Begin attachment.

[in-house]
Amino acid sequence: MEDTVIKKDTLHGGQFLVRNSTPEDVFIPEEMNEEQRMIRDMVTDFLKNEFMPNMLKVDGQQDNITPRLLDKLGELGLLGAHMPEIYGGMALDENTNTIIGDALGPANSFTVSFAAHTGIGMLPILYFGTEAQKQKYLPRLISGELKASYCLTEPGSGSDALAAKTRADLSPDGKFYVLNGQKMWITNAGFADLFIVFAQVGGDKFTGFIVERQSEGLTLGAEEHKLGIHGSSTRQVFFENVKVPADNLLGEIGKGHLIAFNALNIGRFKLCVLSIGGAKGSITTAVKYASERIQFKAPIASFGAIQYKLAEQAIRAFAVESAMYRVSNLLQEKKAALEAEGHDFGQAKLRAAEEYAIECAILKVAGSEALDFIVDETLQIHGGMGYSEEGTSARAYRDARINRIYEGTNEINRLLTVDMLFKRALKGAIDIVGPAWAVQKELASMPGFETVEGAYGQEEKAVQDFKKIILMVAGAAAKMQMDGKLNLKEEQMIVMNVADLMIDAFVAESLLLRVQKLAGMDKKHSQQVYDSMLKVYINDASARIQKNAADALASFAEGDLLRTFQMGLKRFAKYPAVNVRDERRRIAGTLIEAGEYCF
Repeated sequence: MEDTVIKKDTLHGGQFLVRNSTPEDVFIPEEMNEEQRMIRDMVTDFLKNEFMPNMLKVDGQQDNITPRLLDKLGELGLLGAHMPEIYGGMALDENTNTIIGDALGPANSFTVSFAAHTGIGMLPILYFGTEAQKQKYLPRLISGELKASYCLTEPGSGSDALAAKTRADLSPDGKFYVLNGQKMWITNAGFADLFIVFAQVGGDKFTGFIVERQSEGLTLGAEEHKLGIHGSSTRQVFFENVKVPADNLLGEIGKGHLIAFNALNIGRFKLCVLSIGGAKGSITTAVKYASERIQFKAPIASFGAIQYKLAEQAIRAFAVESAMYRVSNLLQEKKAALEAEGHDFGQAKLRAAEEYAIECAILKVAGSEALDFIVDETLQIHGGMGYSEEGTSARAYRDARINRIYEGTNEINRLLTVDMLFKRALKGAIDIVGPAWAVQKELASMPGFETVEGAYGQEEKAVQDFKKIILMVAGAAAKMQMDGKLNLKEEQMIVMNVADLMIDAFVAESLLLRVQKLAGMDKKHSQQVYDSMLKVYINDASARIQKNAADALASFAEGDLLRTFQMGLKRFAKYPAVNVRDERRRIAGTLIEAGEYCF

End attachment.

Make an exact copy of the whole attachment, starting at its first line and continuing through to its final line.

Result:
[in-house]
Amino acid sequence: MEDTVIKKDTLHGGQFLVRNSTPEDVFIPEEMNEEQRMIRDMVTDFLKNEFMPNMLKVDGQQDNITPRLLDKLGELGLLGAHMPEIYGGMALDENTNTIIGDALGPANSFTVSFAAHTGIGMLPILYFGTEAQKQKYLPRLISGELKASYCLTEPGSGSDALAAKTRADLSPDGKFYVLNGQKMWITNAGFADLFIVFAQVGGDKFTGFIVERQSEGLTLGAEEHKLGIHGSSTRQVFFENVKVPADNLLGEIGKGHLIAFNALNIGRFKLCVLSIGGAKGSITTAVKYASERIQFKAPIASFGAIQYKLAEQAIRAFAVESAMYRVSNLLQEKKAALEAEGHDFGQAKLRAAEEYAIECAILKVAGSEALDFIVDETLQIHGGMGYSEEGTSARAYRDARINRIYEGTNEINRLLTVDMLFKRALKGAIDIVGPAWAVQKELASMPGFETVEGAYGQEEKAVQDFKKIILMVAGAAAKMQMDGKLNLKEEQMIVMNVADLMIDAFVAESLLLRVQKLAGMDKKHSQQVYDSMLKVYINDASARIQKNAADALASFAEGDLLRTFQMGLKRFAKYPAVNVRDERRRIAGTLIEAGEYCF
Repeated sequence: MEDTVIKKDTLHGGQFLVRNSTPEDVFIPEEMNEEQRMIRDMVTDFLKNEFMPNMLKVDGQQDNITPRLLDKLGELGLLGAHMPEIYGGMALDENTNTIIGDALGPANSFTVSFAAHTGIGMLPILYFGTEAQKQKYLPRLISGELKASYCLTEPGSGSDALAAKTRADLSPDGKFYVLNGQKMWITNAGFADLFIVFAQVGGDKFTGFIVERQSEGLTLGAEEHKLGIHGSSTRQVFFENVKVPADNLLGEIGKGHLIAFNALNIGRFKLCVLSIGGAKGSITTAVKYASERIQFKAPIASFGAIQYKLAEQAIRAFAVESAMYRVSNLLQEKKAALEAEGHDFGQAKLRAAEEYAIECAILKVAGSEALDFIVDETLQIHGGMGYSEEGTSARAYRDARINRIYEGTNEINRLLTVDMLFKRALKGAIDIVGPAWAVQKELASMPGFETVEGAYGQEEKAVQDFKKIILMVAGAAAKMQMDGKLNLKEEQMIVMNVADLMIDAFVAESLLLRVQKLAGMDKKHSQQVYDSMLKVYINDASARIQKNAADALASFAEGDLLRTFQMGLKRFAKYPAVNVRDERRRIAGTLIEAGEYCF